Yes you're right my fault.

    >As I have not found any "official" workaround, I have written my own standard compliant [I hope so] timeval structure :

    For me it sounds a little strange having this 64bit issue. Can you post a small test code I can use on my 64bit target? I think the problem is not the 64bit time_t, I'm pretty sure there is somewhere a typecast or something like that that is the reason for the problem.

    Friday, August 06, 2010 5:58 AM
  • example code :

    struct timeval tv;

    struct tm     *ttm;

    gettimeofday(&tv);  //Returns the time of day in the "tv" variable.

    ttm = localtime(&(tv.tv_sec));       //Runtime crash.

    <blockquote><p>I think the problem is not the 64bit time_t, I'm pretty sure there is somewhere a typecast or something like that that is the reason for the problem.</p></blockquote>

    Typecasting would not work directly, because argument of localtime() is a pointer. Moreover, i would have to make the change at a lot of places.

    The main problem that i want to highlight is that definition of timeval given in winsock.h/winsock2.h is not compatible with the standard and is broken/erroneous wrt VC8.

     


    Bibin
    Friday, August 06, 2010 7:54 AM
  • Hello

    No I understand your problem complete :-)

    You are correct there are "incompatibilities" if you're building unter 64bits. The structure "timeval" is always as followed (32 and 64bit):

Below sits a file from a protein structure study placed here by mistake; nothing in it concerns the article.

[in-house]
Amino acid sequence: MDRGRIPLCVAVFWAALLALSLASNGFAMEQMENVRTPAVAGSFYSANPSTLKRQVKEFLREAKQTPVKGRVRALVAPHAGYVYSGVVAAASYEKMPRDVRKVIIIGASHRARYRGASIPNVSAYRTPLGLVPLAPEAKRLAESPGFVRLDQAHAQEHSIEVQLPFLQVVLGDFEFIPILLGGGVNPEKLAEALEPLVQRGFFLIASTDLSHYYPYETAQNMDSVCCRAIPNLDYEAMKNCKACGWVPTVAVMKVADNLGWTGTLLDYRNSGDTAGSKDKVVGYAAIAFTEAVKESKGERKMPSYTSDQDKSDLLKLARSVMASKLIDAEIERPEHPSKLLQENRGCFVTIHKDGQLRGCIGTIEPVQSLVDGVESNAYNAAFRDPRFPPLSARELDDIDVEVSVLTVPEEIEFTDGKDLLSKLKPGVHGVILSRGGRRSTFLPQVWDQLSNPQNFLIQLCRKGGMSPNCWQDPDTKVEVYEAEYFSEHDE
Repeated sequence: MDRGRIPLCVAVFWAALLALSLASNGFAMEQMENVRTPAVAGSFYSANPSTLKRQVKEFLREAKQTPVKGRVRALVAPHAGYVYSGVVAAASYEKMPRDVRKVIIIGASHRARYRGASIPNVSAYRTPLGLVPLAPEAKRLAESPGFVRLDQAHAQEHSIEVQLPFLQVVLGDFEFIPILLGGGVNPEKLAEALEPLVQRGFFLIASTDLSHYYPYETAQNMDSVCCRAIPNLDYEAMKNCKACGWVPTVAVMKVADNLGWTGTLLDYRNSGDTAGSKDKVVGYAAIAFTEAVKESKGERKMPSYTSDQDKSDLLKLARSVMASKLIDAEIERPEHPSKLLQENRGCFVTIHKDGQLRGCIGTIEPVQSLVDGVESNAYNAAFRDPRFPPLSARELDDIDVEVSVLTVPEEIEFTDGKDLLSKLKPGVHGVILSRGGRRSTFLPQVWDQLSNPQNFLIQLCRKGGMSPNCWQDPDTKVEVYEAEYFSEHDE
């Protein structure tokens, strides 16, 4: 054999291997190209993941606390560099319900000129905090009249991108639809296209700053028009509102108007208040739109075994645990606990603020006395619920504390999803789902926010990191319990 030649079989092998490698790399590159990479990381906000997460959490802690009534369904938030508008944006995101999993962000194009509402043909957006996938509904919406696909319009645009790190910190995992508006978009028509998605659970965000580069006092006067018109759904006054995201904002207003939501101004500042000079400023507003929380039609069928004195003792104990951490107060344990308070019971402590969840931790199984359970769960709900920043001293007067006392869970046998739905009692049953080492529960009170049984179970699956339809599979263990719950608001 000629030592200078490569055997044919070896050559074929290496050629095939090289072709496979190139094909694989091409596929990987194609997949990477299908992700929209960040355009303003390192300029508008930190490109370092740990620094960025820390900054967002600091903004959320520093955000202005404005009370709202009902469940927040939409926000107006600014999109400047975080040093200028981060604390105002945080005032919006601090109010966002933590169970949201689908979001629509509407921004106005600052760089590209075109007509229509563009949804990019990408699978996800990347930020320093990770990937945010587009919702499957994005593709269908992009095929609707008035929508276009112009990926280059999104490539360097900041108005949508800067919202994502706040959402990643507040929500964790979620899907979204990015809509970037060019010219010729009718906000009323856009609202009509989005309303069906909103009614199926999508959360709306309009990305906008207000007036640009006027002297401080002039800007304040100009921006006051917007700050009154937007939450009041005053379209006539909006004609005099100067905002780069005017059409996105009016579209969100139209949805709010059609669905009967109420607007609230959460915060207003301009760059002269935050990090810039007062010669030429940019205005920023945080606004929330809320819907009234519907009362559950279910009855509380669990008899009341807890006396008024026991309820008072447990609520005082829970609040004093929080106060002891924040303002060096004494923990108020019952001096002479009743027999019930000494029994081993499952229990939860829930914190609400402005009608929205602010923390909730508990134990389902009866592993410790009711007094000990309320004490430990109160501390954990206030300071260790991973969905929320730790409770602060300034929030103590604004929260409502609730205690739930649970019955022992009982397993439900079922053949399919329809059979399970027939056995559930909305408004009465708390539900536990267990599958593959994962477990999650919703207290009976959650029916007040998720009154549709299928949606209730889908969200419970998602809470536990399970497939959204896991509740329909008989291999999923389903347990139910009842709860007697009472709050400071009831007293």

struct timeval {
            long    tv_sec;         /* seconds */
            long    tv_usec;        /* and microseconds */
    };

    The time type "time_t" may be a "__int64" under 64bits or a "long" under 32 bits. And I guess that is the problem when you are using a pointer to member tv_sec the function localtime interprets the pointer to "tv.tv_sec" as 64bit pointer (__int64) and than the countent of the pointer is a combination of both timval stucture members.


    Example:

    struct timeval tv;
    time_t time;
    tv.tv_sec=0x123;
    tv.tv_usec=0x12356789;
    time=*((time_t*)&tv.tv_sec); //this is what happens in "localtime" time contains now value 0x12345678900000123 not 0x123


    You can check this behaviour if you debug your code and exchange the function "localtime with an own defined function. You'll see when you're in your own function that your value is a combination of the values stored in your timeval struct, and not the value of the tv_sec member.

    --------------------------------------
    To prevent such a behaviour I'd go the easiest way:
    struct tm *ttm;
    struct timeval tv; 
    time_t time;
     
    gettimeofday(&tv);  
    time=tv.tv_sec;
    ttm=localtime(&time);

    --------------------------------------
    Sorry for this many bits, bytes and pointers. You can sure define your own struct like you wrote in the postings above. This would work also.

    In general the 32 bit <--> 64 bit issues are not funny. When I was porting a source code from 32 bit only to 32 bit / 64 bit combined sourcecode it was a lot work to eliminate the 32 bit boundarys on a lot points in my partly more than 5 year old source code.

    • Proposed as answer by BibinVarghese Friday, August 06, 2010 12:28 PM
    Friday, August 06, 2010 11:14 AM